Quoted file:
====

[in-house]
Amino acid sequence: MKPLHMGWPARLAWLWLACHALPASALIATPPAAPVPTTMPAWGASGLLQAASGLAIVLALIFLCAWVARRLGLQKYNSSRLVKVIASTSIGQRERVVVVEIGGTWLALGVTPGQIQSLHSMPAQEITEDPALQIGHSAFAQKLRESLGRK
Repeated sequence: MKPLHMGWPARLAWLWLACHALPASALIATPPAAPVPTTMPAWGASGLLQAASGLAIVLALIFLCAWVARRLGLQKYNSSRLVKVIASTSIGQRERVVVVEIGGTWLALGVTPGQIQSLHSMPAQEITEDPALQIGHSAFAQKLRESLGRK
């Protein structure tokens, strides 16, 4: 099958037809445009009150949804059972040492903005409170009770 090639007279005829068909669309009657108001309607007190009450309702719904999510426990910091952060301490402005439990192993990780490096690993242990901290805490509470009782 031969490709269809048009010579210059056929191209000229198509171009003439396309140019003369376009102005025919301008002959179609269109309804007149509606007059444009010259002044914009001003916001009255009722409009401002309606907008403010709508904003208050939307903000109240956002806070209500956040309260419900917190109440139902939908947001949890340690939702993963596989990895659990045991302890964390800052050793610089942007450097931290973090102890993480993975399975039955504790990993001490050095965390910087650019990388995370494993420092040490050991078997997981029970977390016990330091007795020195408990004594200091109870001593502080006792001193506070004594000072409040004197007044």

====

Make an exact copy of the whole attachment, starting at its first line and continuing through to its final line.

[in-house]
Amino acid sequence: MKPLHMGWPARLAWLWLACHALPASALIATPPAAPVPTTMPAWGASGLLQAASGLAIVLALIFLCAWVARRLGLQKYNSSRLVKVIASTSIGQRERVVVVEIGGTWLALGVTPGQIQSLHSMPAQEITEDPALQIGHSAFAQKLRESLGRK
Repeated sequence: MKPLHMGWPARLAWLWLACHALPASALIATPPAAPVPTTMPAWGASGLLQAASGLAIVLALIFLCAWVARRLGLQKYNSSRLVKVIASTSIGQRERVVVVEIGGTWLALGVTPGQIQSLHSMPAQEITEDPALQIGHSAFAQKLRESLGRK
């Protein structure tokens, strides 16, 4: 099958037809445009009150949804059972040492903005409170009770 090639007279005829068909669309009657108001309607007190009450309702719904999510426990910091952060301490402005439990192993990780490096690993242990901290805490509470009782 031969490709269809048009010579210059056929191209000229198509171009003439396309140019003369376009102005025919301008002959179609269109309804007149509606007059444009010259002044914009001003916001009255009722409009401002309606907008403010709508904003208050939307903000109240956002806070209500956040309260419900917190109440139902939908947001949890340690939702993963596989990895659990045991302890964390800052050793610089942007450097931290973090102890993480993975399975039955504790990993001490050095965390910087650019990388995370494993420092040490050991078997997981029970977390016990330091007795020195408990004594200091109870001593502080006792001193506070004594000072409040004197007044």